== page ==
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Source: Disturbances Of The Heart
If a person has been long accustomed to a slow-acting heart, there
are no symptoms. If the heart has become slowed from disease or from
any acute condition, the patient is likely to feel more or less
faint, perhaps have some dizzines, and often headache, which is
generally relieved by lying down. Sometimes convulsions may occur,
epileptiform in character, due possibly to anemia or irritation of
the brain. If the slow heart does not cause these more serious
symptoms, the patient may feel week and unable to attend to his
ordinary duties. As previously urged an abnormally slow heart after
serious illness should be as carefully cared for as a too rapid
heart under the same conditions. Probably often a myocarditis and
perhaps some fatty degeneration are at the base of such a slowed
heart after serious infections.
A heart which has not always been slow but has gradually become slow
with the progress of hypertension and arteriosclerosis will often
disclose on postmortem examination serious lesions of the coronary
Deficiency in the thyroid secretion will always cause a heart to be
slower than normal. The more marked and serious the hypothyroidism,
the slower the heart is apt to be. When such a condition is
diagnosed, the treatment is thyroid extract; or if the insufficiency
is not great, small doses of an iodid should be given. In either
case it is sometimes astonishing how rapidly a slow, sluggishly
acting heart, improves and how much improvement there is in the
mental condition of the patient.
In acute slowing of the heart, as in syncope, the patient must
immediately lie down with the head low, possibly with the feet and
legs elevated, and all constricting clothing of the abdomen and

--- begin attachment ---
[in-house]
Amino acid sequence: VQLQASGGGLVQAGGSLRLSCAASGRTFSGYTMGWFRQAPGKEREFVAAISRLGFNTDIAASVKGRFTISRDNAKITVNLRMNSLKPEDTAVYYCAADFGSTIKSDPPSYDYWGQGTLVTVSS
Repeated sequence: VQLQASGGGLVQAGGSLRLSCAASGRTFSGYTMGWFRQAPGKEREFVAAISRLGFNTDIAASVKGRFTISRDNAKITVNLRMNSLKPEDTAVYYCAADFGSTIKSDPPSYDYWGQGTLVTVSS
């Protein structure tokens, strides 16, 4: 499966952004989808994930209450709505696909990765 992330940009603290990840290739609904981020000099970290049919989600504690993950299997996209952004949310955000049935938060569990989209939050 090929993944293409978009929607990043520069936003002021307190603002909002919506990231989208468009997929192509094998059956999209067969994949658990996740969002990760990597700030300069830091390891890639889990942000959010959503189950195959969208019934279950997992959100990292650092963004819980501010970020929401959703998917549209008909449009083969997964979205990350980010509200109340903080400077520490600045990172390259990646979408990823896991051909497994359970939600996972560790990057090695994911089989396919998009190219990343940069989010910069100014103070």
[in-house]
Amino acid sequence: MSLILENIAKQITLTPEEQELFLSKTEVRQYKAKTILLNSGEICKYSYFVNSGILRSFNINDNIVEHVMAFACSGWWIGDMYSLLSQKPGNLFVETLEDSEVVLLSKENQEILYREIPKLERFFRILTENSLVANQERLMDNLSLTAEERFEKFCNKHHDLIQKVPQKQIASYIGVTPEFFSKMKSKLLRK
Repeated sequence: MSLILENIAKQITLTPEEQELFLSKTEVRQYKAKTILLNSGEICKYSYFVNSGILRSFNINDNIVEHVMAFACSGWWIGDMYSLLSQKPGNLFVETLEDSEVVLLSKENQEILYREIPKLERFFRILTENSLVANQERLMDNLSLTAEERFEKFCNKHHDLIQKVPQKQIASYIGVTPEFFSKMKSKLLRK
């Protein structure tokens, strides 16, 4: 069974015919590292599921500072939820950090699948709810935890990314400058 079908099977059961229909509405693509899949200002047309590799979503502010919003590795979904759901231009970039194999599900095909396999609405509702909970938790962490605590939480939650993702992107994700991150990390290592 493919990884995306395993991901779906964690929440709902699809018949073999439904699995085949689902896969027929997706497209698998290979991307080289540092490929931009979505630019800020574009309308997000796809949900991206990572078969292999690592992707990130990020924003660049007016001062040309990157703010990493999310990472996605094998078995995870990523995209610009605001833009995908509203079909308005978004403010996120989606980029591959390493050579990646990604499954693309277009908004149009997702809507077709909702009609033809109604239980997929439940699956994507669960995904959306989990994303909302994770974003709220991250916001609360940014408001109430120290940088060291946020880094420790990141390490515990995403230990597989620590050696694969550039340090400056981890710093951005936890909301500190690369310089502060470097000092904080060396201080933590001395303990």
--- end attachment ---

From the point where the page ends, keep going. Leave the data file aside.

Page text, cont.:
chest should be removed. Whiffs of smelling-salts may be given;
whisky, brandy or other quickly acting stimulant, not much diluted,
play also be given. Camphor, a hypodermic dose of strychnin or
atropin if deemed necessary, a hot-water bag over the heart, and
massaging of the arms and legs to aid the return circulation, are
all means which are generally successful in restoring the patient's
circulation to normal. Caffein is another valuable stimulant,
perhaps best administered as a cup of coffee. Digitalis is not
indicated: neither is nitroglycerin, unless the slow heart is due to
cardiac pain or to angina.
Some patients have syncopal attacks with the least injury or with
any mental shock. Such patients as soon as restored are as well as
ever. Other patients who faint or have attacks of syncope should
remain at rest on a couch or bed for some hours.
A tangible cause, being discovered for an unusually slow heart is
sufficiently indicative of the treatment not to require further
comment. While generally toxins from intestinal indigestion make a
heart irritable and more rapid, sometimes they slow a heart, and in
such cases the heart will be improved when catharsis has been caused
and a modification of the diet is ordered.
Next: Paroxysmal Tachycardia